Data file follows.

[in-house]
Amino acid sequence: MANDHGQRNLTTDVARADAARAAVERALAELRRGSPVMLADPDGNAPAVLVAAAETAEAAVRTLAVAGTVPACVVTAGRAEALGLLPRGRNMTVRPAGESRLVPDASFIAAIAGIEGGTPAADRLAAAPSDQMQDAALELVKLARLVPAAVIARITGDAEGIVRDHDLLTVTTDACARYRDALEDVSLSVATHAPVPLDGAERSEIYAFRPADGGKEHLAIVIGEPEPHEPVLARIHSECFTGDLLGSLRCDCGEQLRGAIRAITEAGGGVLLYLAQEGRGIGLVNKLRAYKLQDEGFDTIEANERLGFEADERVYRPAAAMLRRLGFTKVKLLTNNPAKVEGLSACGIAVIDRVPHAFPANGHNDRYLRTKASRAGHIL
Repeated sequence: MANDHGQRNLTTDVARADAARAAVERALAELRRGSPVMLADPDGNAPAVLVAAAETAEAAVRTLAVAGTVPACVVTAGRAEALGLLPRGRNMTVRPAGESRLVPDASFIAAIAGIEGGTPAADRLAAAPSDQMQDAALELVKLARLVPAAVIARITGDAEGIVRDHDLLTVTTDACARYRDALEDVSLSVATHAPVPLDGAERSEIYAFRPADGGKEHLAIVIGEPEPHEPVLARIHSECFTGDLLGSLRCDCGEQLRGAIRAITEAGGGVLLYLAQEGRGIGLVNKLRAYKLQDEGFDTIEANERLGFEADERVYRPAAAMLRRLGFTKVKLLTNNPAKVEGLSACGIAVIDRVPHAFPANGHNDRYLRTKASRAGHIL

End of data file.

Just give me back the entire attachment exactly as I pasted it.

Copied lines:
[in-house]
Amino acid sequence: MANDHGQRNLTTDVARADAARAAVERALAELRRGSPVMLADPDGNAPAVLVAAAETAEAAVRTLAVAGTVPACVVTAGRAEALGLLPRGRNMTVRPAGESRLVPDASFIAAIAGIEGGTPAADRLAAAPSDQMQDAALELVKLARLVPAAVIARITGDAEGIVRDHDLLTVTTDACARYRDALEDVSLSVATHAPVPLDGAERSEIYAFRPADGGKEHLAIVIGEPEPHEPVLARIHSECFTGDLLGSLRCDCGEQLRGAIRAITEAGGGVLLYLAQEGRGIGLVNKLRAYKLQDEGFDTIEANERLGFEADERVYRPAAAMLRRLGFTKVKLLTNNPAKVEGLSACGIAVIDRVPHAFPANGHNDRYLRTKASRAGHIL
Repeated sequence: MANDHGQRNLTTDVARADAARAAVERALAELRRGSPVMLADPDGNAPAVLVAAAETAEAAVRTLAVAGTVPACVVTAGRAEALGLLPRGRNMTVRPAGESRLVPDASFIAAIAGIEGGTPAADRLAAAPSDQMQDAALELVKLARLVPAAVIARITGDAEGIVRDHDLLTVTTDACARYRDALEDVSLSVATHAPVPLDGAERSEIYAFRPADGGKEHLAIVIGEPEPHEPVLARIHSECFTGDLLGSLRCDCGEQLRGAIRAITEAGGGVLLYLAQEGRGIGLVNKLRAYKLQDEGFDTIEANERLGFEADERVYRPAAAMLRRLGFTKVKLLTNNPAKVEGLSACGIAVIDRVPHAFPANGHNDRYLRTKASRAGHIL